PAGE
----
He was definitely interested in seeing this ultrasound. The baby wasn’t abstract to him, but neither was it really concrete. He still was unsure if he could pull off being a father with any kind of success but he was willing to try very hard. He was secretly hoping that the paternal gene would kick in after viewing the ultrasound.

It worked in Nine Months after all.

“So, are we checking for the sex today?” Kelly inquired, reaching for the little wand she’d rub over Robin’s tummy.

“I still don’t want to know but Patrick volunteered to decorate the nursery,” Robin said with a wicked smile. “So he gets to find out.”

You’re going to decorate the nursery?” Kelly repeated. She stared at him. “For real?”

“I’m perfectly capable of buying some furniture,” he muttered.

“You’re not just choosing furniture!” Robin protested. “It’s a color scheme, a concept! This is the room that our child is going to be spending a lot of time in. It has to feel like home!”

He saw her lower lip tremble and wanted to throttle Kelly. “Of course. I’m going to stop at the bookstore and stock up on some design books. The room will be perfect, I promise.”

Kelly clearly had her doubts but she tactfully kept them to herself. She switched the screen on. “Well, let’s see if Baby Drake is willing to help Daddy out and give us a color to work with.” She fiddled a bit and smiled. “Here we go.” She turned the screen to face them. “Everything looks fabulous.”

“Wow.” Patrick blinked. He’d seen ultrasounds before, had watched them on television so he knew that he would be able to see the head and the limbs but maybe there was something to that daddy gene kicking in at the ultrasound. That was his kid on the screen, after all. Half him, half Robin. Pretty cool concept.

“Everything’s normal?” Robin asked anxiously. “I haven’t gained much weight.”

“Sweetie, you’re going to wake up one morning and wish you hadn’t complained about not gaining the weight. You’re going to have a basketball there.” Kelly grinned. “But, everything is normal. Right size.” She hit a few screens. “Baby Drake is also going to help Daddy with the color scheme but I’ll save that for when you’re changing.” She patted Robin’s hand. “You’re going to get some energy back; you’re into your second trimester. The nausea is going to fade a bit, but it might not go away.”

After she’d sent Robin out of the room, Kelly held out the ultrasound photo to Patrick. “Congratulations, Daddy, you’ve got a very healthy daughter.”

“Daughter.” Patrick sat back down on the stool hard. “Christ. I don’t know anything about daughters.”

Kelly arched an eyebrow. “They’re not that much different than sons.”

“But they are,” Patrick said. “There’s going to be ballet lessons and lacy dresses and boys are going to want to touch her.” He frowned. “I’m going to go to jail for beating up boys, aren’t I?”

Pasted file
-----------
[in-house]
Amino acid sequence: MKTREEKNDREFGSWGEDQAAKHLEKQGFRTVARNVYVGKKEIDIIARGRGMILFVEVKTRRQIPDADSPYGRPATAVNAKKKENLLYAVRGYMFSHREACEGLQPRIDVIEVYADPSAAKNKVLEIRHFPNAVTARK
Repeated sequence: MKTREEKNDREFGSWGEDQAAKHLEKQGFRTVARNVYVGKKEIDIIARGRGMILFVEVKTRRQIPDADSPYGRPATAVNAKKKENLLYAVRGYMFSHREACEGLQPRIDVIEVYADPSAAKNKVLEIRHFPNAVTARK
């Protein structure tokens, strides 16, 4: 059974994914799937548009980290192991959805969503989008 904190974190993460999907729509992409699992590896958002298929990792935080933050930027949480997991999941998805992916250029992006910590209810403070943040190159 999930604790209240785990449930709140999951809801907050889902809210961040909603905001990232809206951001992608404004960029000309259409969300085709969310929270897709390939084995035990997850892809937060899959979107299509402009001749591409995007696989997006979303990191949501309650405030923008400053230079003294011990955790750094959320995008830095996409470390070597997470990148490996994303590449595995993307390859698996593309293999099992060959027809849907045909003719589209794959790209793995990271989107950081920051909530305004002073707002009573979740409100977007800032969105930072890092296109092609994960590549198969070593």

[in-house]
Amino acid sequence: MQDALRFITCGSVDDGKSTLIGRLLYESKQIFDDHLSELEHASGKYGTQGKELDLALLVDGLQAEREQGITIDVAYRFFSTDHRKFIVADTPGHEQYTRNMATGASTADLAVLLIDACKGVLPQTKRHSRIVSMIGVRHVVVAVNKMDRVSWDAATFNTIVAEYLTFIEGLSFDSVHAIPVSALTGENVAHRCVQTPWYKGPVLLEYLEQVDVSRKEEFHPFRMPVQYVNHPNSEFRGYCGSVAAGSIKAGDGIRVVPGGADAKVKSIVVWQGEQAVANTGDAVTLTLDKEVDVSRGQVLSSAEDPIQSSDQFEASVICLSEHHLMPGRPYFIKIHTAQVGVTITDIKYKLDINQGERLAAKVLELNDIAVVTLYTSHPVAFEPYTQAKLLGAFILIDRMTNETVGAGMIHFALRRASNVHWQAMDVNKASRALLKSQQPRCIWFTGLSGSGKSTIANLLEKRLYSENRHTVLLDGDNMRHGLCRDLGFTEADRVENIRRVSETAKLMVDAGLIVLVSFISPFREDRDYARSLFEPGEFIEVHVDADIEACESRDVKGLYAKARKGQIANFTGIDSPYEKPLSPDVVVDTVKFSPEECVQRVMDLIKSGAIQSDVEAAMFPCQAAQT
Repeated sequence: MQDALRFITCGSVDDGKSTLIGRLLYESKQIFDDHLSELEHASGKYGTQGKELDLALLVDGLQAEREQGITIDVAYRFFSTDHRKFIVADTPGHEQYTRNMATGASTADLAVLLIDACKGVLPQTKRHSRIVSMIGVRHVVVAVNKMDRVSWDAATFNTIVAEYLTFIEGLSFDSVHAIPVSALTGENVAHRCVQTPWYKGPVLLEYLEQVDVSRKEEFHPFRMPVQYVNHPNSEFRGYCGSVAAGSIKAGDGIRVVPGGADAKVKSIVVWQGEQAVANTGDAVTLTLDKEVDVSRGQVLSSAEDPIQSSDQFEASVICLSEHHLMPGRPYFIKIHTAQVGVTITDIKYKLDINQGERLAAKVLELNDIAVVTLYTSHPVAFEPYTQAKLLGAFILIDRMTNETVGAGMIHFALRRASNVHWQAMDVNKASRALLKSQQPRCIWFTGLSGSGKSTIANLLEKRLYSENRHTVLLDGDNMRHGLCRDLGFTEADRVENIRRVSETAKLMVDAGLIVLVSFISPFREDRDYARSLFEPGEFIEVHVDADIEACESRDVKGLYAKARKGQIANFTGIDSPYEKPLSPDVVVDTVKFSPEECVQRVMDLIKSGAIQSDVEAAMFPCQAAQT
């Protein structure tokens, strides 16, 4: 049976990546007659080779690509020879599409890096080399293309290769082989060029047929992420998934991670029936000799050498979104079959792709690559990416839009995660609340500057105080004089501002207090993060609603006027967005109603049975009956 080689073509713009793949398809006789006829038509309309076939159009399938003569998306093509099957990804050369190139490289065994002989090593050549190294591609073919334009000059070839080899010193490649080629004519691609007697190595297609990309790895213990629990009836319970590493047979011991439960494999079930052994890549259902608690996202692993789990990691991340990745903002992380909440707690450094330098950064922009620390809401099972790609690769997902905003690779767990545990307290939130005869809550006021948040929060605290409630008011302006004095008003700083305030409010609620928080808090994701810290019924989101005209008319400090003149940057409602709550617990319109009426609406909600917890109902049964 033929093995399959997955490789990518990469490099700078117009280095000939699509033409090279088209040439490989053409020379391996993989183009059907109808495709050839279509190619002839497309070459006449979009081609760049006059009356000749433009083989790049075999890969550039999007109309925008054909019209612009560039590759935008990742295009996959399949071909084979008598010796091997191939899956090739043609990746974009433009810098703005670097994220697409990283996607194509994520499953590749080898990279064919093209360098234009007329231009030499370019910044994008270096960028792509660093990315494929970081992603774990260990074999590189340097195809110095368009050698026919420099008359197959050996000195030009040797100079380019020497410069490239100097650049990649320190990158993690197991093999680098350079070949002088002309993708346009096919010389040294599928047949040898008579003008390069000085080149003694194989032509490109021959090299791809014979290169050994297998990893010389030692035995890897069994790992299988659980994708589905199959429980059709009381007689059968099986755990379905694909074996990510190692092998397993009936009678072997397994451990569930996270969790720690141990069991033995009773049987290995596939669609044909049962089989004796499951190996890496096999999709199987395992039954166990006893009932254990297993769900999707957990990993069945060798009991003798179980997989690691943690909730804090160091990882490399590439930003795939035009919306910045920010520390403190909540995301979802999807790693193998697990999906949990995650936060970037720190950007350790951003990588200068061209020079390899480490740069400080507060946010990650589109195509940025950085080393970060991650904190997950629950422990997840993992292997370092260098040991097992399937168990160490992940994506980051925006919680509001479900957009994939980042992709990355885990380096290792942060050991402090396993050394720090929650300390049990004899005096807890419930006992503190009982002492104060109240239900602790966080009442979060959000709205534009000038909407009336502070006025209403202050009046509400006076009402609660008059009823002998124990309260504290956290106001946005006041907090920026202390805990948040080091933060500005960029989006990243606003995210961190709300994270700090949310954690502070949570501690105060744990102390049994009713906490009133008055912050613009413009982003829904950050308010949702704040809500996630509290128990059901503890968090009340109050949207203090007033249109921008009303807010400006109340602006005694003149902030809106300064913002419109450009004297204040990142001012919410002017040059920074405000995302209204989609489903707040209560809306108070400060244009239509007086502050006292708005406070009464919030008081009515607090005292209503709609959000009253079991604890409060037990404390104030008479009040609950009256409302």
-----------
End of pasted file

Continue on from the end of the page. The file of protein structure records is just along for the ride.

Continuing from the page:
“It’s a possibility.” Kelly patted his shoulder. “Cheer up. You could get a tomboy that likes to play sports. You could even teach her to appreciate the finer art of race cars.”

The idea started to appeal to him but then he remembered just how fast those cars could travel and no way in hell was his kid getting in a car like that!

“She can watch,” Patrick said. “But that’s it.”


I think you know what I’ve been trying to say
I promised I would never leave you

May 2008

Patrick planted his hands on his hips and glared at the wallpaper in the second bedroom. He’d bought some books, watched a few television shows. How hard could it really be to strip the wallpaper?

Very difficult apparently as he was into hour three and had only managed half a wall. He still had four months to accomplish it but he was beginning to wish he hadn’t volunteered to do this. With his luck, it would be all wrong and Robin wouldn’t let their kid sleep in here a night before wanting to change it.

“Any fumes in there?” she called. “Or colors I shouldn’t see?”

“Other than the crap green that was already here,” he muttered. “Fumes are gone, I’m taking a break.”

Robin entered and sat on the floor cross-legged, a notebook in front of her. “I have a few things we need to discuss.”

“Wonderful,” Patrick said, trying to sound sincere. “Where do we start?”

“First…” Robin glanced up. “Can you sit down, too? My head is going to ache if you keep this up.”

Patrick folded his long legs into the same cross-legged style. “Okay, shoot.”

“First,” Robin repeated, “I wanted to tell you that I really do appreciate how supportive you’ve been, even when I’ve been a little…” she hesitated, “unstable.”

“Nothing to it.”

“You didn’t exactly sign up for this and you’re really going out of your way to be a good guy.” She stopped. “I know we haven’t really established this, but I thought we should put it into terms. I’m living here, we’re sharing a bed, so you know, I guess we’re back together.”

“I had assumed that, yes.”

“Good, good, that takes care of another item.” She actually marked it off. “So even when I get really fat and unbearable, you won’t leave me right?”

Patrick scrubbed a hand over his face. “That’s a trick question right? If I say of course not, you’re going to assume I think you’re going to get fat and unbearable and sock me. If I say yes, you’re going to sock me. If I say nothing, you’re going to sock me. So just go ahead and sock me.”